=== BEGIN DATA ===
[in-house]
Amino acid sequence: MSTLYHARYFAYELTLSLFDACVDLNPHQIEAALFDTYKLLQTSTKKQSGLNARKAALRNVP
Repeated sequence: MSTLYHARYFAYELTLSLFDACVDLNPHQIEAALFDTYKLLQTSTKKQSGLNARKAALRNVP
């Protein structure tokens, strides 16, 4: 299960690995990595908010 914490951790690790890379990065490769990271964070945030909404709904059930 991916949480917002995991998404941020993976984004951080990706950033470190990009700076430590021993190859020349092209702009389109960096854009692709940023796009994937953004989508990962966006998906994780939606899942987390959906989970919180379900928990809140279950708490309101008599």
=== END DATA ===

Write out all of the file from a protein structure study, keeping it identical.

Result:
[in-house]
Amino acid sequence: MSTLYHARYFAYELTLSLFDACVDLNPHQIEAALFDTYKLLQTSTKKQSGLNARKAALRNVP
Repeated sequence: MSTLYHARYFAYELTLSLFDACVDLNPHQIEAALFDTYKLLQTSTKKQSGLNARKAALRNVP
């Protein structure tokens, strides 16, 4: 299960690995990595908010 914490951790690790890379990065490769990271964070945030909404709904059930 991916949480917002995991998404941020993976984004951080990706950033470190990009700076430590021993190859020349092209702009389109960096854009692709940023796009994937953004989508990962966006998906994780939606899942987390959906989970919180379900928990809140279950708490309101008599």